Think of your medical school classes like Marine Boot Camp. You all have to get over the wall. Some folks go right over because they are in good physical condition; others have to work at getting over. Some folks need a helping hand but they go over. You will go over the wall but just not on the first try. Gather up some steam and put one foot in front of the other. You are going over the wall.
The important thing to remember is that first year of medical school is an adjustment. If your system didn’t work for histo, cut your losses and move on to second semester. You can make it up in summer school and get over the wall. None of your future patients is going to ask you about your histo grade or when you passed histo. Let your grade go and concentrate on what’s coming up. Your final pass or fail grade in histo only reflects your performance on the exams taken on those days. You probably know more than you were able to get onto the test paper. You will get what you need to get a passing grade in summer school. The most important thing is to take stock and not repeat your mistakes. Start this semester off fresh and put your first-semester grades behind you.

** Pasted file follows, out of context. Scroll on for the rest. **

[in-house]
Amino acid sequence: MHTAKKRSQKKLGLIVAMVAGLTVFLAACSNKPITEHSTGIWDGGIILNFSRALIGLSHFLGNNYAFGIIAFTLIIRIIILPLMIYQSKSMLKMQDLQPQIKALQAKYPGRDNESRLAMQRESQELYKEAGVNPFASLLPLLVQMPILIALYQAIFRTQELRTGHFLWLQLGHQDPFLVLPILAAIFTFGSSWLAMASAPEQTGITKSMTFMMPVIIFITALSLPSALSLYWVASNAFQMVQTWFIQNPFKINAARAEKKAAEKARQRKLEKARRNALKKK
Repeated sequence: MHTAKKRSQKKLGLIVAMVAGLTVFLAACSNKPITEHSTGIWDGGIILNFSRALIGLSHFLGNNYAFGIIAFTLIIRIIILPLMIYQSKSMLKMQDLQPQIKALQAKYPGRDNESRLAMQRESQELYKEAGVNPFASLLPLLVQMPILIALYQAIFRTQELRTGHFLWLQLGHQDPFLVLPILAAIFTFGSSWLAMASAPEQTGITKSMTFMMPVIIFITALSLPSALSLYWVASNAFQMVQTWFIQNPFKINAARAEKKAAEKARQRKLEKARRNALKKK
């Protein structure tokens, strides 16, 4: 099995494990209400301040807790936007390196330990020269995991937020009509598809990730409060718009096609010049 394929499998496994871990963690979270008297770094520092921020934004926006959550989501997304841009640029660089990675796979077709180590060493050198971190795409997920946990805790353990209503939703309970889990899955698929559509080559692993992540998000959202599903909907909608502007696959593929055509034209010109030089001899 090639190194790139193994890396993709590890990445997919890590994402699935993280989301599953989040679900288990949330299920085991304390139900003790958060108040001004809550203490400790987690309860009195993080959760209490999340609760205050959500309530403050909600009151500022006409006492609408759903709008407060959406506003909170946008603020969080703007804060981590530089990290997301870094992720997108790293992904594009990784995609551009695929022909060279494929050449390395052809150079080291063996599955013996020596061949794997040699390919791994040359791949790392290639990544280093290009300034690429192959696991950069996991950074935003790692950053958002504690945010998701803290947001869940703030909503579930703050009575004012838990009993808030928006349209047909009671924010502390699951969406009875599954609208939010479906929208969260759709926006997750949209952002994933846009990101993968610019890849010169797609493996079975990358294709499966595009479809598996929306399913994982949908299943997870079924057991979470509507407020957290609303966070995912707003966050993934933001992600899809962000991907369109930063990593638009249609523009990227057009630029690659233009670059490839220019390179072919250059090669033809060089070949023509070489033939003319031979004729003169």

Everyone has some class that gives them fits in medical school. Sometimes you pass and sometimes you do not. The important thing is that you learn how to bounce back and keep learning. Often the folks who struggle through medical school are the best physicians because they understand adversity and overcoming it. Struggles to keep patients alive are no different than struggling to get your classes under control. Your posts of your struggles with adjusting to your medical school class load serve to remind many folks that staying in medical school in not a foregone conclusion. This is a valuable lesson for us all.